Just a few months after leaving his position at EA as chief designer, Patrick Söderlund is ready to announce his next venture. Called Embark Studios, the company was revealed tonight on the earnings call for MapleStory publisher Nexon in Tokyo. Embark is a collaboration of different types, with Nexon as both a publisher and investor in the fledgling studio. Söderlund's team is not ready yet to show a game, but the former EA leader has big plans for the future. "We have a mass market, a big ambition with what we are going to do," he says.
To create that, Söderlund says that the studio should use new technologies to build new types of online interactive experiences. The press release that announces Embark is filled with buzzwords like "connected players, big data, voice recognition, cloud computing, and advanced AI." In practice, Söderlund says that this means finding ways to exploit these different technologies to design games that are very different from what is currently available.
Without any actual games to show off, it is difficult to get a feel for this particular means. (Söderlund says that the studio itself is actually less than a week old at this time.) In the absence of detail, he gives a more theoretical example of the games Embark can do:
Games today are usually built around one team. You run around and you shoot people or you play soccer. What if you could have 10 abstraction layers of simulation in a game where you could choose to become a farmer or go into politics, or join the military, or be a professional practitioner in that world? These are some of the questions that are in my mind. When I started thinking about them with some of the people I work with, I realized that it is ambitious and almost naive, but I think you have to go down that route to do something extraordinary.
Nexon CEO Owen Mahoney says it's "very rare" for the company to be involved in a venture so early, but it was sold on a combination of Söderlund's broad vision and experience. Prior to joining EA, he was the CEO of Battlefield developer DICE. When EA bought DICE in 2006, Söderlund continued steadily through the joints, became one of the company's top managers and at times EA's most public face, most recently through some troubled stretches. "We will build this future," says Mahoney about Embark's plans.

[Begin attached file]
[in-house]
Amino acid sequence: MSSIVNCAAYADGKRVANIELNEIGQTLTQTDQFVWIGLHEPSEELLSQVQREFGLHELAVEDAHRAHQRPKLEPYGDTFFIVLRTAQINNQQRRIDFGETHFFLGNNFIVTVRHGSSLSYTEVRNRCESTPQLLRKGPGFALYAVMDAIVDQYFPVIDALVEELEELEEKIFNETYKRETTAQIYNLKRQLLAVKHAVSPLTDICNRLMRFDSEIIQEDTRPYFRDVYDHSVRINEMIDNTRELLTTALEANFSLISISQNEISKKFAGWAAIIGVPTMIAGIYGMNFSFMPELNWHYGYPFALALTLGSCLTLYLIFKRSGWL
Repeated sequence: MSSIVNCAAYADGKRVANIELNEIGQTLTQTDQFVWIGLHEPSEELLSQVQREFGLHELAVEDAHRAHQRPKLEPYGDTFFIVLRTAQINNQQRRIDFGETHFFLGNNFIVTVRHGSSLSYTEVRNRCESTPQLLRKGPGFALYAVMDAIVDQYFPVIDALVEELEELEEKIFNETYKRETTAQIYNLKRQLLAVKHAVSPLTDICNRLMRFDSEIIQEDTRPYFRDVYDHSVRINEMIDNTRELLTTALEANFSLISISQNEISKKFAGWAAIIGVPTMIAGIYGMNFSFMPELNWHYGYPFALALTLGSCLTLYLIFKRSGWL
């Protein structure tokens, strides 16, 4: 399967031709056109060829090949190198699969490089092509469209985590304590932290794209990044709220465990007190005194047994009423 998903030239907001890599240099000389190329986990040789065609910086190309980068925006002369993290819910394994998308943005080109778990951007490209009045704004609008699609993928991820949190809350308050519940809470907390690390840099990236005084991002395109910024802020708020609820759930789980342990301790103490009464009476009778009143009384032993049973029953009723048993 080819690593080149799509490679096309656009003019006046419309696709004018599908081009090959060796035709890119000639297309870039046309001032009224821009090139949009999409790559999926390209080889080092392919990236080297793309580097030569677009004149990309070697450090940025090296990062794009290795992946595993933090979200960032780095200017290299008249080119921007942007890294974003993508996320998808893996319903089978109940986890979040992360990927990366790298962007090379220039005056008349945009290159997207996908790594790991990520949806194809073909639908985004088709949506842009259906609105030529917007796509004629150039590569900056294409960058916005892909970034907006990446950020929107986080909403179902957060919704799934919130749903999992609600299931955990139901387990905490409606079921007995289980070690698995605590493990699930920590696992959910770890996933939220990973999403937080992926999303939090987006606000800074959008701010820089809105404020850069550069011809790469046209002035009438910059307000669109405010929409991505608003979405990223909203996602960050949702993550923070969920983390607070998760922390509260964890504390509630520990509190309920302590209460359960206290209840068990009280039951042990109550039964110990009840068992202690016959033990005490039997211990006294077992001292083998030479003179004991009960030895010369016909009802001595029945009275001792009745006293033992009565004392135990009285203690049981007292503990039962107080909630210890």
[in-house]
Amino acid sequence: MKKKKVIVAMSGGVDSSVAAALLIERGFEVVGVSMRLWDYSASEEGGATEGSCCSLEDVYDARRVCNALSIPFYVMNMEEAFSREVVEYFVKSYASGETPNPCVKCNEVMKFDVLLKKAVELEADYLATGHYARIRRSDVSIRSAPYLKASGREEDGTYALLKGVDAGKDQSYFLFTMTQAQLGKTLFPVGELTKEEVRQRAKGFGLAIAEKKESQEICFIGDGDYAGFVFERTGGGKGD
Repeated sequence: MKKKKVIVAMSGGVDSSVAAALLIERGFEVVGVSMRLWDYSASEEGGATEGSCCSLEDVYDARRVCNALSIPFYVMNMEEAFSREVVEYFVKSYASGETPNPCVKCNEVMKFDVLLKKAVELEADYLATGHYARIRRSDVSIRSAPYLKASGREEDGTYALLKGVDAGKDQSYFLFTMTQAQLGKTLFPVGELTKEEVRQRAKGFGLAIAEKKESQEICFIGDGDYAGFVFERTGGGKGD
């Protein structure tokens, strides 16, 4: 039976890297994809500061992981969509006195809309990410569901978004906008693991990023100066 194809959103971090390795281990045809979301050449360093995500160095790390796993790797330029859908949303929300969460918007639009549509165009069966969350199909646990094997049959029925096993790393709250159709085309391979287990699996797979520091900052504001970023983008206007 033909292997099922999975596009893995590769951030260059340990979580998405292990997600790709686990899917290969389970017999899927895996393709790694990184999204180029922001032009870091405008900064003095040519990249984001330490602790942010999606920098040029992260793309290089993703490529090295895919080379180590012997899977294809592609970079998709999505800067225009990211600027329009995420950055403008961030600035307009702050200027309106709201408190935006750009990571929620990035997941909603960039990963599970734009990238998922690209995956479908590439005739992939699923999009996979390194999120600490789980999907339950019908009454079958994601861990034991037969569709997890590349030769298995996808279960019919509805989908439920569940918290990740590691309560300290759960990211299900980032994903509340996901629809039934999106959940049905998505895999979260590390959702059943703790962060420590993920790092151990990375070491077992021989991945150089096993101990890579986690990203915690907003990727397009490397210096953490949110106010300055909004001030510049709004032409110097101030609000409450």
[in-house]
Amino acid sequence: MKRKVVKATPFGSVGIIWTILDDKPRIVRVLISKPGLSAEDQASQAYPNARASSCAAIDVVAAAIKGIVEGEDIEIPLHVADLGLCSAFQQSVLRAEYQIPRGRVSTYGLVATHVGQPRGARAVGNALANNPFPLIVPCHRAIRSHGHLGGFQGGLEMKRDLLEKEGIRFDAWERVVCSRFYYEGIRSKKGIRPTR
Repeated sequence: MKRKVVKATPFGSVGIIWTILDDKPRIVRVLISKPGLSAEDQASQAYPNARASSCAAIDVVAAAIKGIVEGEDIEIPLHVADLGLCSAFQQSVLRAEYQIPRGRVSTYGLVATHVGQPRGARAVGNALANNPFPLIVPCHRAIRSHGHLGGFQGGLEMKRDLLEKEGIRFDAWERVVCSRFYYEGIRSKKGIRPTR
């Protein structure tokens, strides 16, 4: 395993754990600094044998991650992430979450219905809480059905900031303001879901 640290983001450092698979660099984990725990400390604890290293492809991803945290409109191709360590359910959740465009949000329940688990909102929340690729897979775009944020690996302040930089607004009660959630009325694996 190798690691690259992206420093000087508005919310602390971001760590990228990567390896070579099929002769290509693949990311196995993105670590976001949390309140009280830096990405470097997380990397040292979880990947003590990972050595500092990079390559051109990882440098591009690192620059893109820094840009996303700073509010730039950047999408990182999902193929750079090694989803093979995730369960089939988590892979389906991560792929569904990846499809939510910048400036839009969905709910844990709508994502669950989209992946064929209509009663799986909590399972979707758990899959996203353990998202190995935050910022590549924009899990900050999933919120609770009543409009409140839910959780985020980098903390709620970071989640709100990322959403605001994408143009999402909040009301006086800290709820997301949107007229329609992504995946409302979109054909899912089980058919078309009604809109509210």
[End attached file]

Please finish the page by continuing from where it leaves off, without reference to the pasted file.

For Söderlund, who says he had "other possibilities" after leaving EA, the new studio is also a chance to come back to being more involved in making games. "At EA, I was always very close to the game play, as much as I could give the job that I had," he says. "This is a way for me to get a lot closer, to come back to actually making games, and designing things and building things on their own." Part of it involves keeping Embark relatively small. Currently, only a handful of employees – Johan Andersson, who previously led EA's Search for Extraordinary Experience Division, better known as SEED – but he expects to have between 15-20 people aboard in the next few weeks, with the possible number of employees over 200.
And while the final goal is ambitious, the path to get there will slowly start. "I think starting with a game or platform that can do everything we've talked about will be very difficult and very risky and it will take a lot of time," explains Söderlund. "My approach will be different. We will begin to develop games that may share more traditional gaming experiences, but at the same time try to prove a few important things that I have to prove for the future. I do not want to come up with the ultimate dream or the ultimate idea, hiding in a corner for 10 years, showing something that may or may not work is the right approach for us. "
As for when Embark will release the first game? "I think you will see things from us sooner than you expect."